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  1. #1
    Join Date
    Nov 2008
    Location
    Northern California, foothills.
    Posts
    212

    Heat Pumps are not Air-Conditioners.

    The title was just marketing. I'm interested in differences.

    Up to now, I have mostly been checking heat pump
    performances by putting them in cooling mode, verifying
    that they cool well, before moving them to heat mode.

    For folks that actually see a lot of heat pumps, are there
    some things about running them in A/C mode that are
    different than your typical A/C-only unit?

    #1 What is a fairly typical return air grill versus
    supply register temp difference in HEAT mode?
    In A/C mode, with newer (better airlfow) installations,
    14 degrees is typically what I see.

    #2 Does gauge behavior vary with heat pumps?
    In cooling, I was seeing my suction side go WAY down before
    creeping back to normal. I was thinking maybe
    the check valves take a bit of time to close off
    or something, or should gauge behavior be identical?
    And fluttering, my suction gauge fluttered about five-plus psi
    for about five seconds before dropping. I have never seen
    that in A/C-only units.

    #3 In cooler, maybe 45 degree weather, does the
    TXV for heating almost immediately frost or could that
    point to a problem?

    #4 Not quite on topic, but do the test terminals on
    defrost boards have some DEFINITE way of working?
    I rarely find manuals with units, and am always leery
    (more scared) about jumpering test terminals. Do you
    always jump test to common or force defrost to common
    or force defrost to test? Are test terminals typically
    tolerant of being jumpered to ground or 24V, regardless
    of what they are SUPPOSED to be jumpered to?

    #5 From the very vague instructional articles I've read,
    check valves seem to be mysteriously built into TXV's
    and the like. But I'm thinking they are actually very separate
    piping coming off both ends of the TXV. Am I wrong or
    am I right?

    Any other bits of enlightenment are welcome. When I
    am actually working with a troubled unit, I tend to forget
    every bit of basic theory about them. Stuff I read on here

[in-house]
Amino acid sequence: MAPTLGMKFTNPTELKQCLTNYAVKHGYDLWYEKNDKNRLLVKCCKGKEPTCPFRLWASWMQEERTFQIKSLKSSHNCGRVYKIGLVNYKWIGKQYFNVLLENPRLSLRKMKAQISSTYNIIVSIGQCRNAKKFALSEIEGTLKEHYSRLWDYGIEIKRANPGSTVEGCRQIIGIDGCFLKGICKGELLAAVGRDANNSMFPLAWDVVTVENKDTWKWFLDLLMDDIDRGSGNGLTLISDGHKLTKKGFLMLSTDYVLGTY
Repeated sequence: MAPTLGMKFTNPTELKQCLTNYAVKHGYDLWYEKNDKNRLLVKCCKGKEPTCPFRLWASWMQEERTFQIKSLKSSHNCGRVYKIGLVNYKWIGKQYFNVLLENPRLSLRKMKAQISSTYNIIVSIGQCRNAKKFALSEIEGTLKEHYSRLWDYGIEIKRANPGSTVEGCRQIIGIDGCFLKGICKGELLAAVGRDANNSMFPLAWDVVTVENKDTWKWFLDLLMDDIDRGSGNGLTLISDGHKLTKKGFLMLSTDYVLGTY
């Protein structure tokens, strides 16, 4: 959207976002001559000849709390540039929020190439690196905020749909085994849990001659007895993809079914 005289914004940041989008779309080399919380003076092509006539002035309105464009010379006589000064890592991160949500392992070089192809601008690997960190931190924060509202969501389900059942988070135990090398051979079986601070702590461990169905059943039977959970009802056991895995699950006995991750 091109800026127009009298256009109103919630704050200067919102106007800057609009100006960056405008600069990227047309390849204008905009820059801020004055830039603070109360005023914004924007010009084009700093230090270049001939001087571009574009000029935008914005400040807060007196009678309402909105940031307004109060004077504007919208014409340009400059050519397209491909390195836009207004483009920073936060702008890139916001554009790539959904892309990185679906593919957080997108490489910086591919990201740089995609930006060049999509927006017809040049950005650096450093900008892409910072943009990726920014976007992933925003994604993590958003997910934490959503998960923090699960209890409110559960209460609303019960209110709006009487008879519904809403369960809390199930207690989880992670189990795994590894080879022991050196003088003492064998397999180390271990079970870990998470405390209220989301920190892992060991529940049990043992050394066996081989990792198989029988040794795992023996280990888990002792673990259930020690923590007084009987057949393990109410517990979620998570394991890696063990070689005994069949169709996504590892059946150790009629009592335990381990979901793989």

tends to stick better.

    Really, I want generalities, if they can be relied upon.
    If there are none, then that would be useful too. I mean,
    should I be looking into truck driving if I meet up with too
    many heat pumps? The bad ones are kicking my head.

  2. #2
    Join Date
    Jul 2005
    Posts
    5,518
    Quote Originally Posted by georgelass View Post
    The title was just marketing. I'm interested in differences.

    Up to now, I have mostly been checking heat pump
    performances by putting them in cooling mode, verifying
    that they cool well, before moving them to heat mode.
    The problem with that is that it's generally cooler out when you're checking or repairing a hp in heat mode and the indoor load will generally be low as well. IOW it's generally too cool out to check the system thoroughly enough in cooling mode, except to see that it runs and that the charge is in the generally correct range. That isn't to say that this will be totally useless info, but it is very limiting. It tells you nothing about how "well" the system will run in heating mode, only that it will/should also "run" in heating mode. In some cases it'll be warm enough to verify the charge, in some cases you'll still be guessing whether the charge is correct or not. This is something that experience and a little study will help you with.

    For folks that actually see a lot of heat pumps, are there
    some things about running them in A/C mode that are
    different than your typical A/C-only unit?
    No. In cooling mode it's just an air conditioner.

    #1 What is a fairly typical return air grill versus